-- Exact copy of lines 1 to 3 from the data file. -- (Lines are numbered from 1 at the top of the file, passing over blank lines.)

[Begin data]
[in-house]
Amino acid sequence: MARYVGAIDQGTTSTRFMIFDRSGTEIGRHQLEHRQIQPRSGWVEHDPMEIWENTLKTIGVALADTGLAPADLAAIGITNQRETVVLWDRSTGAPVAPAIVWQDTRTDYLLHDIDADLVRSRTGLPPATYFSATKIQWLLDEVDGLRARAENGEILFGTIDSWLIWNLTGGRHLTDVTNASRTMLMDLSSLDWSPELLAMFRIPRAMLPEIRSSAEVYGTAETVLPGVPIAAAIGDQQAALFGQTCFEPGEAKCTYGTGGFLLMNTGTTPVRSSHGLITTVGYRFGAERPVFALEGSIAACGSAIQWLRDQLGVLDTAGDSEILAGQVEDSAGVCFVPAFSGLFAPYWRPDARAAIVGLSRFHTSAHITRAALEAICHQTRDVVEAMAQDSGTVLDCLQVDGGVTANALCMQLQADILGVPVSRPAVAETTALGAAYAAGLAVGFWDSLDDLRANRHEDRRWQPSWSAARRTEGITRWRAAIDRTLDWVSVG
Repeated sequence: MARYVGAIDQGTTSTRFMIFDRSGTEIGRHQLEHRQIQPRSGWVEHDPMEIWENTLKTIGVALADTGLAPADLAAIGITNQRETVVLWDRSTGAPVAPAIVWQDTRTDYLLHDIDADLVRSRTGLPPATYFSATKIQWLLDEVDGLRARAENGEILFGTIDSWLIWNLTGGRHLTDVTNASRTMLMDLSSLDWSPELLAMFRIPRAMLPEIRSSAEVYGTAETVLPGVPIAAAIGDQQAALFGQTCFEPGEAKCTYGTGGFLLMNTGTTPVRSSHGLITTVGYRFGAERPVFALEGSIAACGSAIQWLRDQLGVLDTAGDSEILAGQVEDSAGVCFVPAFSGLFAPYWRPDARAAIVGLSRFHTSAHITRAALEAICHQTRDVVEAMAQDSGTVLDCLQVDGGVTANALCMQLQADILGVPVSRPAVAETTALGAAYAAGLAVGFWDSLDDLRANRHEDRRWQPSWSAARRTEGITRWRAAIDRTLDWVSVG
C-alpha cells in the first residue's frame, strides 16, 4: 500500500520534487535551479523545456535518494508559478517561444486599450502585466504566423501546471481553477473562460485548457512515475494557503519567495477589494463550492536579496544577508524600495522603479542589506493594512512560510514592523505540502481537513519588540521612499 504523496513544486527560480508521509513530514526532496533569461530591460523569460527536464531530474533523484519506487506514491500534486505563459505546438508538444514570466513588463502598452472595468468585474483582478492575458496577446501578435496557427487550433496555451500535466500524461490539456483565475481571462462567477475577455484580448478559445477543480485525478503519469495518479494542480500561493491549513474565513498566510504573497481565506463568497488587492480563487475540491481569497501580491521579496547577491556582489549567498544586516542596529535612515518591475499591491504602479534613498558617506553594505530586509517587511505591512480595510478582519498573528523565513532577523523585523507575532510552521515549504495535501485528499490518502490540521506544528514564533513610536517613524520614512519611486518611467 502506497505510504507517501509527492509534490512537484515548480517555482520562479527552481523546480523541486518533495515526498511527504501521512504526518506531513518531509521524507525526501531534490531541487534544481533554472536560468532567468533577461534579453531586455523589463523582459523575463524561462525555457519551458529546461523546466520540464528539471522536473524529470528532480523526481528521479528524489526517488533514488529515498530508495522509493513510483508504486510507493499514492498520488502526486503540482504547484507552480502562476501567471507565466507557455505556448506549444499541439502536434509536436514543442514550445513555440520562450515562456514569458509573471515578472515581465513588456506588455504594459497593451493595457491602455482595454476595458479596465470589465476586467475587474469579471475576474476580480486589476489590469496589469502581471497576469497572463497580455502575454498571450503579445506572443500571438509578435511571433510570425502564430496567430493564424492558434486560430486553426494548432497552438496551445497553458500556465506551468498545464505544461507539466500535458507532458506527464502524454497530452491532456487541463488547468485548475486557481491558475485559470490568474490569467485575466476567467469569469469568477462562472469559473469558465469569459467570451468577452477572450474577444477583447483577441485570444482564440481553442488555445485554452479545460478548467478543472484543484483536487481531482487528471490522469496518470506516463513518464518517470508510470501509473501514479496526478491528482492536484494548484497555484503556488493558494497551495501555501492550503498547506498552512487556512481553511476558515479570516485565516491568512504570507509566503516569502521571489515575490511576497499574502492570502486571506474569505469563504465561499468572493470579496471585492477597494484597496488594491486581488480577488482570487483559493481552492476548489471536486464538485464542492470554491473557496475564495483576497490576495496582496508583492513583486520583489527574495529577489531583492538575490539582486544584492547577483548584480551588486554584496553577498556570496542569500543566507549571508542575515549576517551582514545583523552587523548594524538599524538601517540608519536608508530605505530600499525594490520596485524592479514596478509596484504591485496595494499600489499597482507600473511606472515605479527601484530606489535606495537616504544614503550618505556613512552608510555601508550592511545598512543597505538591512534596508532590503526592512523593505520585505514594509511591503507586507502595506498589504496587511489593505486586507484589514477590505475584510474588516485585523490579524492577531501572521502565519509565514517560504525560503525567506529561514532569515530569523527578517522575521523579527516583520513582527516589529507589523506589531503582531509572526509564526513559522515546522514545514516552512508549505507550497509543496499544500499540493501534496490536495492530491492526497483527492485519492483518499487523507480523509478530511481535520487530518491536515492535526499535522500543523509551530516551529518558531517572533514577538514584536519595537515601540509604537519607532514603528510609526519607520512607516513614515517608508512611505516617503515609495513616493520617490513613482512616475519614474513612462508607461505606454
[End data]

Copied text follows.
[in-house]
Amino acid sequence: MARYVGAIDQGTTSTRFMIFDRSGTEIGRHQLEHRQIQPRSGWVEHDPMEIWENTLKTIGVALADTGLAPADLAAIGITNQRETVVLWDRSTGAPVAPAIVWQDTRTDYLLHDIDADLVRSRTGLPPATYFSATKIQWLLDEVDGLRARAENGEILFGTIDSWLIWNLTGGRHLTDVTNASRTMLMDLSSLDWSPELLAMFRIPRAMLPEIRSSAEVYGTAETVLPGVPIAAAIGDQQAALFGQTCFEPGEAKCTYGTGGFLLMNTGTTPVRSSHGLITTVGYRFGAERPVFALEGSIAACGSAIQWLRDQLGVLDTAGDSEILAGQVEDSAGVCFVPAFSGLFAPYWRPDARAAIVGLSRFHTSAHITRAALEAICHQTRDVVEAMAQDSGTVLDCLQVDGGVTANALCMQLQADILGVPVSRPAVAETTALGAAYAAGLAVGFWDSLDDLRANRHEDRRWQPSWSAARRTEGITRWRAAIDRTLDWVSVG
Repeated sequence: MARYVGAIDQGTTSTRFMIFDRSGTEIGRHQLEHRQIQPRSGWVEHDPMEIWENTLKTIGVALADTGLAPADLAAIGITNQRETVVLWDRSTGAPVAPAIVWQDTRTDYLLHDIDADLVRSRTGLPPATYFSATKIQWLLDEVDGLRARAENGEILFGTIDSWLIWNLTGGRHLTDVTNASRTMLMDLSSLDWSPELLAMFRIPRAMLPEIRSSAEVYGTAETVLPGVPIAAAIGDQQAALFGQTCFEPGEAKCTYGTGGFLLMNTGTTPVRSSHGLITTVGYRFGAERPVFALEGSIAACGSAIQWLRDQLGVLDTAGDSEILAGQVEDSAGVCFVPAFSGLFAPYWRPDARAAIVGLSRFHTSAHITRAALEAICHQTRDVVEAMAQDSGTVLDCLQVDGGVTANALCMQLQADILGVPVSRPAVAETTALGAAYAAGLAVGFWDSLDDLRANRHEDRRWQPSWSAARRTEGITRWRAAIDRTLDWVSVG